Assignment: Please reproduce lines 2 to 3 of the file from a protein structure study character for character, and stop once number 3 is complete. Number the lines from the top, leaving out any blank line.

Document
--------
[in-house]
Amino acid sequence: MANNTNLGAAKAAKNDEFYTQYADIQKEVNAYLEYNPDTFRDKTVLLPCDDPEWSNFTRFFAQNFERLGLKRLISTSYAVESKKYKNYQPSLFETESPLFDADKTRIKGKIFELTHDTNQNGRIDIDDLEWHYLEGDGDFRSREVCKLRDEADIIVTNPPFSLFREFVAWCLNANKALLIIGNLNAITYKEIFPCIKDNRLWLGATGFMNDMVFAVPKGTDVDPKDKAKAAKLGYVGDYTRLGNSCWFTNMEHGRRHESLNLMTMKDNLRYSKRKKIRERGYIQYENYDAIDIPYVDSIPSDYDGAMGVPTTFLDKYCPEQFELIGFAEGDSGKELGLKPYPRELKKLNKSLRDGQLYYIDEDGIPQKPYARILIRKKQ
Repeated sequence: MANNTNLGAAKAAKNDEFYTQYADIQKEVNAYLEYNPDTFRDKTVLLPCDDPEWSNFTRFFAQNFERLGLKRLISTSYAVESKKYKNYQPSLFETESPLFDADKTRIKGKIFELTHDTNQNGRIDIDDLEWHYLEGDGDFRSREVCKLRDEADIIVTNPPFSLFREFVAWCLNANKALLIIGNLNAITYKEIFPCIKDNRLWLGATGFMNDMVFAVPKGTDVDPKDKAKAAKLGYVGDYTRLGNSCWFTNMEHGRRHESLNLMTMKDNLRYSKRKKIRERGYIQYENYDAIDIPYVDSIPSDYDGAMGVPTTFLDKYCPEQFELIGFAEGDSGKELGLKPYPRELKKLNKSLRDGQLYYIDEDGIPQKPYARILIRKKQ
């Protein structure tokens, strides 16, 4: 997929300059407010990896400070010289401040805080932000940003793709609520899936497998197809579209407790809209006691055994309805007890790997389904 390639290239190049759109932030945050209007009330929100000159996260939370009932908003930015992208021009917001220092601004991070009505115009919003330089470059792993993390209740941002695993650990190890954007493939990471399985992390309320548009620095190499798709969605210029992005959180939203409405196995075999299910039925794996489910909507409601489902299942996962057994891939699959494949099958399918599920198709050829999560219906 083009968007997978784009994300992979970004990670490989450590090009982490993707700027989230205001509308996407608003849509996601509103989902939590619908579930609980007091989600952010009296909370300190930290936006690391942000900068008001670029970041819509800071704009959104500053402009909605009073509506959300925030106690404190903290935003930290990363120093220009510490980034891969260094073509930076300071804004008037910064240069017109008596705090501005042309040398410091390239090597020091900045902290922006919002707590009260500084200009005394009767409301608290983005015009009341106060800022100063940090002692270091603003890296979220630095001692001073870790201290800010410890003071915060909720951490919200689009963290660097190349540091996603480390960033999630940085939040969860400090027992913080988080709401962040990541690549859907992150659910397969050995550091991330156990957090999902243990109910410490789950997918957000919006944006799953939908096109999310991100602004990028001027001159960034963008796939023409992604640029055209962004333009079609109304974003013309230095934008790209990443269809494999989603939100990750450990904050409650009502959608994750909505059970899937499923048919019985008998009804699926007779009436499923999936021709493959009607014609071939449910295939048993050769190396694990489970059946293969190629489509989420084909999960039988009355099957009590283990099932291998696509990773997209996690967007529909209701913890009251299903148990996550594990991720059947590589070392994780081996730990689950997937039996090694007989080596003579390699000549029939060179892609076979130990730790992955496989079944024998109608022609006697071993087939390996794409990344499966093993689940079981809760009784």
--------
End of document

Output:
Amino acid sequence: MANNTNLGAAKAAKNDEFYTQYADIQKEVNAYLEYNPDTFRDKTVLLPCDDPEWSNFTRFFAQNFERLGLKRLISTSYAVESKKYKNYQPSLFETESPLFDADKTRIKGKIFELTHDTNQNGRIDIDDLEWHYLEGDGDFRSREVCKLRDEADIIVTNPPFSLFREFVAWCLNANKALLIIGNLNAITYKEIFPCIKDNRLWLGATGFMNDMVFAVPKGTDVDPKDKAKAAKLGYVGDYTRLGNSCWFTNMEHGRRHESLNLMTMKDNLRYSKRKKIRERGYIQYENYDAIDIPYVDSIPSDYDGAMGVPTTFLDKYCPEQFELIGFAEGDSGKELGLKPYPRELKKLNKSLRDGQLYYIDEDGIPQKPYARILIRKKQ
Repeated sequence: MANNTNLGAAKAAKNDEFYTQYADIQKEVNAYLEYNPDTFRDKTVLLPCDDPEWSNFTRFFAQNFERLGLKRLISTSYAVESKKYKNYQPSLFETESPLFDADKTRIKGKIFELTHDTNQNGRIDIDDLEWHYLEGDGDFRSREVCKLRDEADIIVTNPPFSLFREFVAWCLNANKALLIIGNLNAITYKEIFPCIKDNRLWLGATGFMNDMVFAVPKGTDVDPKDKAKAAKLGYVGDYTRLGNSCWFTNMEHGRRHESLNLMTMKDNLRYSKRKKIRERGYIQYENYDAIDIPYVDSIPSDYDGAMGVPTTFLDKYCPEQFELIGFAEGDSGKELGLKPYPRELKKLNKSLRDGQLYYIDEDGIPQKPYARILIRKKQ